Different apps for different parts of the world

Image credit: Dan Grover

Image credit: Dan Grover

"...It’s true, there are still some things Silicon Valley is doing well with no contest. Today, China is not yet making the operating systems, frameworks, programming languages, or open standards that the rest of the industry is using.
Yet when I think about it, neither is most of Silicon ValleyAs has been ranted about by others, much of the funding and hype back home is all going to people making the exact same sort of consumer apps, gluing together tech to make a buck. Churning out the exact same sort of apps that folks are doing a pretty good job with on this side of the world.
When I’d first moved out and taken a look at mobile design here to write that last piece, it was fun to dive in and chuckle “Hah, some of these apps sure are weird”. It was interesting to see how technology has evolved independently to serve the needs on the ground here.
But it’s about to get a lot weirder. While China is an interesting case, we’ve still got places like India and large parts of Africa that are still far behind. Global internet penetration is still low. And as more people come online in those places, the apps and OSes they use may in no way resemble what we use now. They will look to technology to solve much of the same problems as us while carrying little of the same assumptions..."

From Dan Grover's excellent 'Chinese Mobile UI trends'.

For many years, I've taken the opportunity to travel extensively. At one point, I was in a very remote part of China and had to book a flight which required going to a small booking agency in this tiny city (for China at least, the population was still probably several million people). In it, I noticed that there was no desk phone, and all communication was taking place through a mobile, and various chat/calling services from a computer.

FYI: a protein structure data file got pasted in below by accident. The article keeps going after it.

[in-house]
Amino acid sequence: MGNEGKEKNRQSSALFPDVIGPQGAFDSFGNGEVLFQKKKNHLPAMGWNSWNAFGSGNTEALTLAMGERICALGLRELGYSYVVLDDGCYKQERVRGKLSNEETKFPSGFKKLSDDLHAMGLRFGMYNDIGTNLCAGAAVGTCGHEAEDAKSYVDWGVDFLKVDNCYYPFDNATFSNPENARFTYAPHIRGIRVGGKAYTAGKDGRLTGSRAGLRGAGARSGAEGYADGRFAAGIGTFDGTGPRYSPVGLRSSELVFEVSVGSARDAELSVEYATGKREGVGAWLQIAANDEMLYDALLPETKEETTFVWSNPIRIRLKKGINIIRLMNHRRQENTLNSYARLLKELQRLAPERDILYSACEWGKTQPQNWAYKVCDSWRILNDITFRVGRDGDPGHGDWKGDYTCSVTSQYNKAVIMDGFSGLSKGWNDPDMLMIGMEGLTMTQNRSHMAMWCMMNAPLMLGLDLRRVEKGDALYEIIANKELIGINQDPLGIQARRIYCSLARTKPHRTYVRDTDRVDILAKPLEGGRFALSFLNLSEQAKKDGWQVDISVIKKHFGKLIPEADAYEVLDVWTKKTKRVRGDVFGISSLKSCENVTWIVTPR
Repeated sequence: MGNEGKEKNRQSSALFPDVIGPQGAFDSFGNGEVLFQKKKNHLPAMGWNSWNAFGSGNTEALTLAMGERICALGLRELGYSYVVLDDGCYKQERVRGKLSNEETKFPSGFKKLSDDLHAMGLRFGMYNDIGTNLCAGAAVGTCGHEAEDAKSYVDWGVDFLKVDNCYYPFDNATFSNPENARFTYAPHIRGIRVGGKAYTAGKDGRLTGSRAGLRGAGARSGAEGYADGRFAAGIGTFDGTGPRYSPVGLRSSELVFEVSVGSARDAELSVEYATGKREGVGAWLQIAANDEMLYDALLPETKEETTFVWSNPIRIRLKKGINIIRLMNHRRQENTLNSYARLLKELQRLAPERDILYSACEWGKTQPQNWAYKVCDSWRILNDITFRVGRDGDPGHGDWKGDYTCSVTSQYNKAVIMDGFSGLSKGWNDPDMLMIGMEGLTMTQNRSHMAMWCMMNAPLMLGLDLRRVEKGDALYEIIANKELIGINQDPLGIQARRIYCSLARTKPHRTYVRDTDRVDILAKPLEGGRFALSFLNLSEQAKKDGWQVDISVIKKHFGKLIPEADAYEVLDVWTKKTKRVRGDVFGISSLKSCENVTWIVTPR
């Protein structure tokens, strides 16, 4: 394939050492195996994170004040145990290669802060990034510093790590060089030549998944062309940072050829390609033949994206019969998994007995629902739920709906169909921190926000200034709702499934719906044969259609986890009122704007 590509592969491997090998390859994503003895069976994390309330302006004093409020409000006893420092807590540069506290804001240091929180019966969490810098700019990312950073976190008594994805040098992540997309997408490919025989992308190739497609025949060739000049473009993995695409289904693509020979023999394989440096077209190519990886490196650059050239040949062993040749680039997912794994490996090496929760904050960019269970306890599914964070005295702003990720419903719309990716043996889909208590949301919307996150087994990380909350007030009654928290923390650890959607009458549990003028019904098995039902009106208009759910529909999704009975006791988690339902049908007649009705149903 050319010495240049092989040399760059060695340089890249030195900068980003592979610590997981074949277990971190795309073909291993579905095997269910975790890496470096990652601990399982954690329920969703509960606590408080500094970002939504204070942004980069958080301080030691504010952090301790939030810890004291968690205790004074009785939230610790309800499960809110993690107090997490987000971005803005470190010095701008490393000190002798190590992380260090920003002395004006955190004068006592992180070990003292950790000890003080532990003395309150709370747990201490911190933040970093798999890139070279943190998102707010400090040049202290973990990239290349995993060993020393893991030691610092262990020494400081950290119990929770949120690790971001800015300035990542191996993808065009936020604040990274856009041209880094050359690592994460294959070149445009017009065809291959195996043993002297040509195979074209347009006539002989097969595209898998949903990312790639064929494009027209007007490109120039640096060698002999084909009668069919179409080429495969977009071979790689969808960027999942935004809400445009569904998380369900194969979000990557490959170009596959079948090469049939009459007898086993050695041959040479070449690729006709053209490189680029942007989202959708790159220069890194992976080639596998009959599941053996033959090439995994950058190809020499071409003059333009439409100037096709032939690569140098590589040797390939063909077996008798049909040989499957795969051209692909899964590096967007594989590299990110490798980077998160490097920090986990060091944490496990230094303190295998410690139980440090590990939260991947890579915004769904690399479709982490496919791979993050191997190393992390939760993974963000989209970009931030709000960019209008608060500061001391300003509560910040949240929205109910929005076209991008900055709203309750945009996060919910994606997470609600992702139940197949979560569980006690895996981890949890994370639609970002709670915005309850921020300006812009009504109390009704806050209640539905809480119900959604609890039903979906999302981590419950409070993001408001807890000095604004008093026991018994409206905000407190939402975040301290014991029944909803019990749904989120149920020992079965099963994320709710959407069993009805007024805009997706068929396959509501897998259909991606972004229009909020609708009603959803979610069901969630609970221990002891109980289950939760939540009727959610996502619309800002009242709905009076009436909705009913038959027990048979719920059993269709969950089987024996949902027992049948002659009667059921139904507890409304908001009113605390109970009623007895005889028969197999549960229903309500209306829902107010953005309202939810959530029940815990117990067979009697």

The year was 2005 - and it was then I realised that Internet was going to win over all communication systems in time. 

And that Asia was well ahead of the curve in this sense due to not having a strong legacy infrastructure with all the old habits that come from this. It's largely what convinced me I'd be working in the telecommunication/technology world for most of my life. This was the future!


Even as the world gets flatter by the globalisation of many items/products, local tendencies and traits still win through for now. How many people in the West have even heard of WeChat, QQ or Line? And yet, they all have several hundred million users..... There's a lot that can be learned from looking outside your environment - even how focused on saving on bandwidth Chinese users are.

Related to this, with strong reports coming out even in Europe of how focused/aware users are with respect to their data usage, not to mention their absolute focus on not paying for add-ons to their existing monthly mobile phone plans, there's a lot to consider here.....


"They really dislike bolt-ons. They see them simply as a way for an operator to get more money out of them. And they can’t stand being bombarded with text after text with bolt-on offers. They would rather stop using Facebook, for instance, than buy an extra bundle of data for £5 that would see them through the month. The young exec pays £45 a month and will not, ever, pay for more stuff. In his opinion, £45 a month is quite enough, thank you."

Neal McQuaid